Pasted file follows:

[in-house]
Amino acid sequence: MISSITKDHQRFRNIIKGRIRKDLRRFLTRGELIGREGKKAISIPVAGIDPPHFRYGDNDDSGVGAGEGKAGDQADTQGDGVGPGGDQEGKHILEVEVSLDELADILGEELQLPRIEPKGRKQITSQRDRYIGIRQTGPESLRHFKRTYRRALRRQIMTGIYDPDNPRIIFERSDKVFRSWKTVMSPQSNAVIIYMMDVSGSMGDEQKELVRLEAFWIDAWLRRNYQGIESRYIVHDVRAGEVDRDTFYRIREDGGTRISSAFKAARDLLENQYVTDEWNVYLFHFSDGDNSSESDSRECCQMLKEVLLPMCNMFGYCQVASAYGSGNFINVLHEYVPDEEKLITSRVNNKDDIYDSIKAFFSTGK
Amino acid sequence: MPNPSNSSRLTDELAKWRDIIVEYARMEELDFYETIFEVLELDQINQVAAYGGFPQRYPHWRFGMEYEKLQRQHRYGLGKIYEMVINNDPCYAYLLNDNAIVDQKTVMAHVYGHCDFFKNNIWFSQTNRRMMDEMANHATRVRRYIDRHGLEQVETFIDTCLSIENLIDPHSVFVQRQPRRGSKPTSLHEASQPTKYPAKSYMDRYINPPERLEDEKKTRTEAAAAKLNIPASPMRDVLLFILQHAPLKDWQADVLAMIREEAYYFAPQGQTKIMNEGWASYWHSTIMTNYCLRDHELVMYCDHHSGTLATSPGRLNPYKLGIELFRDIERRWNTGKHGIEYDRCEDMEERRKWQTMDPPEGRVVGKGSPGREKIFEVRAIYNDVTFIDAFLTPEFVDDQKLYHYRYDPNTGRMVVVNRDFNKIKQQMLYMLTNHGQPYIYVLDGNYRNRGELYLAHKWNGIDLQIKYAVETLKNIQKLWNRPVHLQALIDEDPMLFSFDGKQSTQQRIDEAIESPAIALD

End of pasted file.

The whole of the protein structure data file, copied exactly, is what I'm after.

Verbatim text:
[in-house]
Amino acid sequence: MISSITKDHQRFRNIIKGRIRKDLRRFLTRGELIGREGKKAISIPVAGIDPPHFRYGDNDDSGVGAGEGKAGDQADTQGDGVGPGGDQEGKHILEVEVSLDELADILGEELQLPRIEPKGRKQITSQRDRYIGIRQTGPESLRHFKRTYRRALRRQIMTGIYDPDNPRIIFERSDKVFRSWKTVMSPQSNAVIIYMMDVSGSMGDEQKELVRLEAFWIDAWLRRNYQGIESRYIVHDVRAGEVDRDTFYRIREDGGTRISSAFKAARDLLENQYVTDEWNVYLFHFSDGDNSSESDSRECCQMLKEVLLPMCNMFGYCQVASAYGSGNFINVLHEYVPDEEKLITSRVNNKDDIYDSIKAFFSTGK
Amino acid sequence: MPNPSNSSRLTDELAKWRDIIVEYARMEELDFYETIFEVLELDQINQVAAYGGFPQRYPHWRFGMEYEKLQRQHRYGLGKIYEMVINNDPCYAYLLNDNAIVDQKTVMAHVYGHCDFFKNNIWFSQTNRRMMDEMANHATRVRRYIDRHGLEQVETFIDTCLSIENLIDPHSVFVQRQPRRGSKPTSLHEASQPTKYPAKSYMDRYINPPERLEDEKKTRTEAAAAKLNIPASPMRDVLLFILQHAPLKDWQADVLAMIREEAYYFAPQGQTKIMNEGWASYWHSTIMTNYCLRDHELVMYCDHHSGTLATSPGRLNPYKLGIELFRDIERRWNTGKHGIEYDRCEDMEERRKWQTMDPPEGRVVGKGSPGREKIFEVRAIYNDVTFIDAFLTPEFVDDQKLYHYRYDPNTGRMVVVNRDFNKIKQQMLYMLTNHGQPYIYVLDGNYRNRGELYLAHKWNGIDLQIKYAVETLKNIQKLWNRPVHLQALIDEDPMLFSFDGKQSTQQRIDEAIESPAIALD